This volume fills a gap in traditional women's history books by offering fascinating details of the lives of early American women and showing how these women adapted to the challenges of daily life in the colonies.
Women in Early America: Struggle, Survival, and Freedom in a New World provides insight into an era in American history when women had immense responsibilities and unusual freedoms. These women worked in a range of occupations such as tavernkeeping, printing, spiritual leadership, trading, and shopkeeping. Pipe smoking, beer drinking, and premarital sex were widespread. One of every eight people traveling with the British Army during the American Revolution was a woman.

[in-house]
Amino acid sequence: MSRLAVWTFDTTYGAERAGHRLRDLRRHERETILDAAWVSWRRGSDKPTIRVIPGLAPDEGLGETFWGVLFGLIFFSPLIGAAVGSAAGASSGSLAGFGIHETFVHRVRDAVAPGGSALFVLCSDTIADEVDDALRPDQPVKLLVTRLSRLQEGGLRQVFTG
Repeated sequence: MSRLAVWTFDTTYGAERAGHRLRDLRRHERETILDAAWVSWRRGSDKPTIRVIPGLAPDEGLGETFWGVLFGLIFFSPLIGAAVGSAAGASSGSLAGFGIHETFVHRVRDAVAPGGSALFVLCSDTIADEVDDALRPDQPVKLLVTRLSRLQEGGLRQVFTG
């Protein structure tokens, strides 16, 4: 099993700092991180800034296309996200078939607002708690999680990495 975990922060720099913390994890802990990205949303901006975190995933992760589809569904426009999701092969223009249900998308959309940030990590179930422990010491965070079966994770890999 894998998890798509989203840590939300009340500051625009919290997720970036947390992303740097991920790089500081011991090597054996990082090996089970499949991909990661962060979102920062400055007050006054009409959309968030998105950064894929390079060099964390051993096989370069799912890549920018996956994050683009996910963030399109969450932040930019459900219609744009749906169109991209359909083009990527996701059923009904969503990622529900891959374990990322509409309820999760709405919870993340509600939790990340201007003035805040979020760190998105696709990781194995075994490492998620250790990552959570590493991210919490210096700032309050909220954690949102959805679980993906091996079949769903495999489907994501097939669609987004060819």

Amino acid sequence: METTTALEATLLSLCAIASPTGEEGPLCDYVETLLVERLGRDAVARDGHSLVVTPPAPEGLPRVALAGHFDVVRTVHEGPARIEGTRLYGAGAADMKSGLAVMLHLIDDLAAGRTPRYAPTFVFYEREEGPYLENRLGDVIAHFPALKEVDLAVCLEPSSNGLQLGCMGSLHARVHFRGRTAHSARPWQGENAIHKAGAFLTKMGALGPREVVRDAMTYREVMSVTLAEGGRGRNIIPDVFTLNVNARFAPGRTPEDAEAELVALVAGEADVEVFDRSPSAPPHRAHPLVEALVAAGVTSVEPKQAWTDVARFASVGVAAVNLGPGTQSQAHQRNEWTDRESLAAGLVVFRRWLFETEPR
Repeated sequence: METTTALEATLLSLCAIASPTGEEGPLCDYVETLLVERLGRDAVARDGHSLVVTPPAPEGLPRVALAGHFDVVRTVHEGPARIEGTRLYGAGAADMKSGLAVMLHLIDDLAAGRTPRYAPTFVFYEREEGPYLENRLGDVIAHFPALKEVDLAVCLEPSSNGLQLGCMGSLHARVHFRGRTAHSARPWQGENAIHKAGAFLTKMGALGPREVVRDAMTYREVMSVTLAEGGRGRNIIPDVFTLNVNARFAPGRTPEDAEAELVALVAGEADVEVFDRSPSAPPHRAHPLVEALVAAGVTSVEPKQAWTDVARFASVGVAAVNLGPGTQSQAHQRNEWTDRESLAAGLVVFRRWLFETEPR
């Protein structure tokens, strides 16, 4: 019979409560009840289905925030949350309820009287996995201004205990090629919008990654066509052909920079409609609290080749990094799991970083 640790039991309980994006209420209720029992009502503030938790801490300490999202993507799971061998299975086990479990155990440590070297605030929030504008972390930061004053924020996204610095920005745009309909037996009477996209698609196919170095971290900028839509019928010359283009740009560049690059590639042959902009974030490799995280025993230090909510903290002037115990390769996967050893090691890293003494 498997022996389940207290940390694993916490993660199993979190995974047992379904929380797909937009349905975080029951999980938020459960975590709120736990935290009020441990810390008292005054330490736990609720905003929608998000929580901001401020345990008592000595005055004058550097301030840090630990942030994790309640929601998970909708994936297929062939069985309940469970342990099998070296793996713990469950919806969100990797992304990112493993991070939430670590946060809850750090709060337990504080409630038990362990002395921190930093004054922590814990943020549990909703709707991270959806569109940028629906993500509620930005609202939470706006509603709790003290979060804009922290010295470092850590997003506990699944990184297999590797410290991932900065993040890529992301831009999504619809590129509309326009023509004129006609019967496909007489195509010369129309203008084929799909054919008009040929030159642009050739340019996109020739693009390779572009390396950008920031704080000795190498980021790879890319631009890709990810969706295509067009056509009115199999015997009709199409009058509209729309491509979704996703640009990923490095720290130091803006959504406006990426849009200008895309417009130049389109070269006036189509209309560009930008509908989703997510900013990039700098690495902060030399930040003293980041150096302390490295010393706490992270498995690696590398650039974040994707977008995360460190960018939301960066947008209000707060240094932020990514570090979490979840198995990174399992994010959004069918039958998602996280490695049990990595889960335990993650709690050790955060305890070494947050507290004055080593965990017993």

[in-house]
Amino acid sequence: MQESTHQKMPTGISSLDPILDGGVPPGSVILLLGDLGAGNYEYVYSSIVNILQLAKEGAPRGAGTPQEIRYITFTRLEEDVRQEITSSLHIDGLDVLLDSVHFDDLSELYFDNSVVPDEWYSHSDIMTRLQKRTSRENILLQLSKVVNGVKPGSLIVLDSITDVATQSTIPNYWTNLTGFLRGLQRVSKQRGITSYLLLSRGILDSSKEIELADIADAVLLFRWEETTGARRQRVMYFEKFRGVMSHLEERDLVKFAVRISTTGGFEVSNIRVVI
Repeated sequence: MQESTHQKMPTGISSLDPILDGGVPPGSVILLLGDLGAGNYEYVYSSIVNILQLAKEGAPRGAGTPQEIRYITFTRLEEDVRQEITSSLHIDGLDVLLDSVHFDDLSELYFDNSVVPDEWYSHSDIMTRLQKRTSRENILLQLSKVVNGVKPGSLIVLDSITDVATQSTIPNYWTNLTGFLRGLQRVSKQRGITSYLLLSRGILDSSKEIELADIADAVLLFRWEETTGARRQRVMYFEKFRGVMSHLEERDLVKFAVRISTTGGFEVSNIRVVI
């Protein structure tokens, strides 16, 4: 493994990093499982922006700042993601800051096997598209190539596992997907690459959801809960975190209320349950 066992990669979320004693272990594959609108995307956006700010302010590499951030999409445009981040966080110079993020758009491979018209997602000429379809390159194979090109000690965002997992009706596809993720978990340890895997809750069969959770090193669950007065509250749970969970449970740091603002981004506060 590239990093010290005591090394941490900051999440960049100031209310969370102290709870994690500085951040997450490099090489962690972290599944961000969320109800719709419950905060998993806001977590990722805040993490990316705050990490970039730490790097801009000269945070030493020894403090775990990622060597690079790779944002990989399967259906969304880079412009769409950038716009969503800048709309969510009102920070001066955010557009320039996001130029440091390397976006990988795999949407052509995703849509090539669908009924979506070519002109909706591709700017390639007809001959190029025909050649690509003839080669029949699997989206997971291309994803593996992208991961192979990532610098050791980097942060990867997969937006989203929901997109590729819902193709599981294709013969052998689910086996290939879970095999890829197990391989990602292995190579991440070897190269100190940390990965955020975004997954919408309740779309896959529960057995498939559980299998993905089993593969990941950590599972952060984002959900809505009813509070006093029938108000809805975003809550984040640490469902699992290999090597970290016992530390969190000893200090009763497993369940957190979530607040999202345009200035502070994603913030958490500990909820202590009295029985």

The coverage begins with the 1607 settlement at Jamestown and ends with the War of 1812. In addition to the role of Anglo-American women, the experiences of African, French, Dutch, and Native American women are discussed. The issues discussed include how women coped with rural isolation, why they were prone to superstitions, who was likely to give birth out of wedlock, and how they raised large families while coping with immense household responsibilities.